I used to visit the hospital every day, dreading what I would find when I go there, then feel crushing relief when I see her sleeping or looking out the window. Time passed, Emily was still alive, She had survived the dreaded five-month period. She didn’t look as pale and weak as she used to and even seemed to have put on a little weight. Even though I knew I shouldn’t, I allowed myself to hope. One day, as usual, I went to visit Emily. I put my things in her room, then go to the canteen to get something for Emily’s mother. When I return, the room seems eerily quiet. Emily’s mother is bent near the bed clutching her daughter’s hand, tears silently falling from her face. Emily is dead. My friend who was talking about how nice the weather was moments ago, is now dead.

The grief  I expected didn’t come, I’m filled with a  strange emptiness and it somehow feels even worse. The hospital walls suddenly suffocate me, and I  couldn’t bear to look at the scene in front of me so I rush outside. It’s amazing how the human brain notes the most random of details even while going through a traumatic experience. It’s a sunny day, there are people coming out from a school, there’s a school bus on the road and I can hear someone arguing on the phone. It seemed surreal to me that the world around me is still moving when my entire world seems to be crumbling around me. How is the sun still shining when Emily is dead? My frenzied walk turns into a run. And so, I run away from the hospital, away from reality in the desperation that maybe if I run fast enough I can escape all this.

That was two months ago. I’m now in what used to be Emily’s room, having finally gathered enough strength to be here. I finally notice the person standing at the entrance – it’s Jason. He moves from the doorway to sit beside me. I vaguely remember him sitting next to Emily’s mother when she was crying. He was calm, too calm, staring at the wall blankly, eyes glazed. He looks tired like he hasn’t slept in a while but the hollow look that was once in both of our eyes is now gone. I finally open the box, inside is Emily’s diary, some photographs of the three of us and individual letters for me and Jason. We look through all this carefully, as if we’re afraid it’ll vanish if we aren’t gentle. We both talk about all the times we spent with her.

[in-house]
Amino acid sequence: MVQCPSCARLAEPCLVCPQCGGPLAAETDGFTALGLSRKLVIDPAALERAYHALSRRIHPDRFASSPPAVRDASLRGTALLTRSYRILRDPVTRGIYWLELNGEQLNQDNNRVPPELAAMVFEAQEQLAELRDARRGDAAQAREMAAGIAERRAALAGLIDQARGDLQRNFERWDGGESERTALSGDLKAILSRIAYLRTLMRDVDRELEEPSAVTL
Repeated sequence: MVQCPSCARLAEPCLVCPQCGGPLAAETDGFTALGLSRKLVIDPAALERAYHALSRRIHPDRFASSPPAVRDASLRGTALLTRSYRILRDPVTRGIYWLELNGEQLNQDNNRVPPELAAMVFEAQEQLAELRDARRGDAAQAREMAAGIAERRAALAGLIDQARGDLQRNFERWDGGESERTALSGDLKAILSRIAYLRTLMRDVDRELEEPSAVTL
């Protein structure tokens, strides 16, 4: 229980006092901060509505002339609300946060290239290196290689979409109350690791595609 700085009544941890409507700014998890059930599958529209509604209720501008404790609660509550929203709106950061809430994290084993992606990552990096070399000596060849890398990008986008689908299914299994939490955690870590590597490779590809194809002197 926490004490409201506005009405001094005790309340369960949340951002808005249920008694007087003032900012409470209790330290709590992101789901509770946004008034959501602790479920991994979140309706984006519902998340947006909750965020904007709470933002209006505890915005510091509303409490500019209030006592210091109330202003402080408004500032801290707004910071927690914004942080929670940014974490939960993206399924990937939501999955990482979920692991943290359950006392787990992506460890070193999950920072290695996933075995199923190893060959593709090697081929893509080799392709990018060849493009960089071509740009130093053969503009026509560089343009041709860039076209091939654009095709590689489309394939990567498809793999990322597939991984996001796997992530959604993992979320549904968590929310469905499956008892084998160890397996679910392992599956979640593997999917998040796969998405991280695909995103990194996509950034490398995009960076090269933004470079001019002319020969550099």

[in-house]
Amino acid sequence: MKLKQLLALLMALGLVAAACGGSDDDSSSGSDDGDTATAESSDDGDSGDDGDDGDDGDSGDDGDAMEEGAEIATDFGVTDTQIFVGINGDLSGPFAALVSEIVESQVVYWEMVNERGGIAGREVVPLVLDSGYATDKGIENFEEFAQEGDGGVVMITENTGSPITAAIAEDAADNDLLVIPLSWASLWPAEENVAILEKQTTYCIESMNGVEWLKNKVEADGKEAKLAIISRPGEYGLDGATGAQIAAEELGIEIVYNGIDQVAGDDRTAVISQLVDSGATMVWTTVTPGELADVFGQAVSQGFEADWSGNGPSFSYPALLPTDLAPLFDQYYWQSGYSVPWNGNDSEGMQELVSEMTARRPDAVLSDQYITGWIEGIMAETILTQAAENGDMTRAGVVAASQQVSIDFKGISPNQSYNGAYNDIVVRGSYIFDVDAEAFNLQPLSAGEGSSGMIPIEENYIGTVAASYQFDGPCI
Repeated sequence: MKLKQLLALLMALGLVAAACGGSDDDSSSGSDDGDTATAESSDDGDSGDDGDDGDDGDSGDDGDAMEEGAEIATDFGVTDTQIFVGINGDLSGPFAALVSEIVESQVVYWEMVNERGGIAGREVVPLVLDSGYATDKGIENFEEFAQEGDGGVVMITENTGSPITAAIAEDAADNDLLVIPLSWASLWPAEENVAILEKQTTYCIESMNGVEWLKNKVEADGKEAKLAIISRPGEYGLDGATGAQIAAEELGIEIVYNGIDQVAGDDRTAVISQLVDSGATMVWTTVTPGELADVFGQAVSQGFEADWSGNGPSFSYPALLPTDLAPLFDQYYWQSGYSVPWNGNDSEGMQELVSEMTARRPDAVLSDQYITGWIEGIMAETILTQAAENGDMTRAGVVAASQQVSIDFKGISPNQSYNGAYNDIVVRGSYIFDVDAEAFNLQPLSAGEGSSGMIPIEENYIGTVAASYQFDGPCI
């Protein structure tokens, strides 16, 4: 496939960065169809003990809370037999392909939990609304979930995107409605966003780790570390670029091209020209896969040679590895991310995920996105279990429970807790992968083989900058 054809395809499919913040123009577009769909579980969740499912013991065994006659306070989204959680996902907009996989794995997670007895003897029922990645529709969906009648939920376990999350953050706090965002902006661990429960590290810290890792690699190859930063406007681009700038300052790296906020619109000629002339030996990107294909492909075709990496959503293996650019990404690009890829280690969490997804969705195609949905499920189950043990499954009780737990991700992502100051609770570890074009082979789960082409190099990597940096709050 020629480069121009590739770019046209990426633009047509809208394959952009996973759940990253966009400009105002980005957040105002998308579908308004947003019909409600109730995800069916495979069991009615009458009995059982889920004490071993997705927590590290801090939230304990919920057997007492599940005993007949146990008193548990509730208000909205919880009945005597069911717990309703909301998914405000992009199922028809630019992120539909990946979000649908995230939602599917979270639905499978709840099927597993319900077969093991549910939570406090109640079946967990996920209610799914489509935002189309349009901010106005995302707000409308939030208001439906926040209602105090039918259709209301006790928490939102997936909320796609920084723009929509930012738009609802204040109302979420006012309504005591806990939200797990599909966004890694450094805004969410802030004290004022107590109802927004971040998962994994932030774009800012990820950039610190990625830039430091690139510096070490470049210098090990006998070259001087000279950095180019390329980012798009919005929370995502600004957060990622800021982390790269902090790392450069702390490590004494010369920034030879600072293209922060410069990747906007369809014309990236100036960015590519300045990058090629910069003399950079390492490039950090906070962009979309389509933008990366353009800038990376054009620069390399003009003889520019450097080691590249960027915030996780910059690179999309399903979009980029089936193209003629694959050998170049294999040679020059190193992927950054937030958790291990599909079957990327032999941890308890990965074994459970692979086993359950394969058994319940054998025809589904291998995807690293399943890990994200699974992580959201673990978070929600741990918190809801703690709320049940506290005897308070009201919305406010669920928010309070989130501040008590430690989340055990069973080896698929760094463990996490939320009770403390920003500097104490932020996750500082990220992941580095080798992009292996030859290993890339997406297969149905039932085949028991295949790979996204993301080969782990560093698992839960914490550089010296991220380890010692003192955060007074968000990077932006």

After a pause, Jason asks, ‘Do you remember the plant Emily gave you?’

I did. Emily gave a small potted plant from her garden to both of us saying it would be a nice way to remember her. I’ve never been a nurturing person and had to make painstaking efforts to keep it from dying.

‘Yes, I remember’, I answer

‘Well, they’re fake. It took me a month to notice that the plant wasn’t growing. I thought you would have figured it out by now – One last joke played by her’,  Jason says with a small but genuine smile

I laugh upon hearing that and the sound is strange and unfamiliar to me, I haven’t laughed in a long time.

We don’t talk after that, both satisfied with the presence of each other’s company, and a peaceful quiet envelopes the room.

I look at the photos in my hand again.  It hurts me to see it but I know one day I’ll think of her with a smile on my face.

 I lean my head against the wall,  we sit watching sunlight pour from the windows, bringing with it the promise of a new day, and when I listen closely I can almost hear the gentle winds of the grass field, carrying the echoes of a young girl’s laughter.


Priyangha Muthukumaran is an amateur writer from Chennai Tamil Nadu and a student of La Chatelaine junior college. She has won several literary competitions at her school and one of her stories has been previously published in Kloud9 magazine. Her passions include reading books and painting.